He sadly acknowledge he is contributing to the mess by shopping at a supermarket, and he looks at the lights wondering how much oil they burn up. Suddenly, the quiet man begins feeling anxious about classes, hoping to get accepted into M.S. program, and he starts conceptualizing all the various people that would mock him if he were to fail. Feels torn inside with all the various conflicting thoughts, but has a strength to persevere wherever there are tools who talk like they know – when in fact they don’t. Fiance looks at him realizing his mind has wondered to different terrain and hopes a new episode of [inc. good anime] has come out. The self-righteous tool notices the disinterest finally. “Anyways, nice talking to you bye.” Quiet man says, “Bye…” and thinks to himself:

    “Tool, never expanding your awareness to understand we are all contributing to this mess in numerous ways. You hold abstract standards like they are absolute, assuming oneself to be a beacon of light, when in reality you are nothing more than a tool who sets people in opposition to create a “Me” vs. “You” mentality. It is no individual country’s fault. It is the mentality of tools like you that ruin everything. I, too, used to be an tool like you, but something happened when I had my dreams for a boxing profession disintegrate that one day…”

    *Resent builds inside and dies immediately after penetrating dependent origination realizing the tool and quiet man are ultimately one. Continues his own activities.*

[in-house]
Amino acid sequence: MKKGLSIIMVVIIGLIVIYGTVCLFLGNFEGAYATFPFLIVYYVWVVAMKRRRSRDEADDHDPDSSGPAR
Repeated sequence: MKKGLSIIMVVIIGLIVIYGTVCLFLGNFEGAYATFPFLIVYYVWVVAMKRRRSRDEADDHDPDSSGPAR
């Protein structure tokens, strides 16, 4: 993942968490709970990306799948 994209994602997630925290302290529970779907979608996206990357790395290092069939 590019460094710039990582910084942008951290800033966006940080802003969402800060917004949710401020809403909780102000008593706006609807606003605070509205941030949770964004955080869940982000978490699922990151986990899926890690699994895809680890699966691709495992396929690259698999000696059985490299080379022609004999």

5. CosmicBrainz
    CosmicBrainz March 22, 2014 at 1:41 pm | |

    typos:

    wondered = wandered

    in to maintain = into maintaining*

  6. Alan Sailer
    Alan Sailer March 22, 2014 at 2:25 pm | |

    The quiet man types much.

    1. CosmicBrainz
      CosmicBrainz March 22, 2014 at 2:32 pm | |

      “The quiet man types much.”

      From story:

      “*Resent builds inside and dies immediately after penetrating dependent origination realizing the tool and quiet man are ultimately one. Continues his own activities.*”

      The point of the story is no one is “innocent” per say. Everyone is contributing to the mass of suffering one way or another. The point is cultivate awareness of one’s causal consequences of one’s actions, and not to project limited moral judgments, that have root in moral Abrahamic responsibility. The only person you can ever truly know is yourself, meaning your judgments of others will always be partial, especially over the Internet.

      1. CosmicBrainz
        CosmicBrainz March 22, 2014 at 2:33 pm | |

        of the* causal*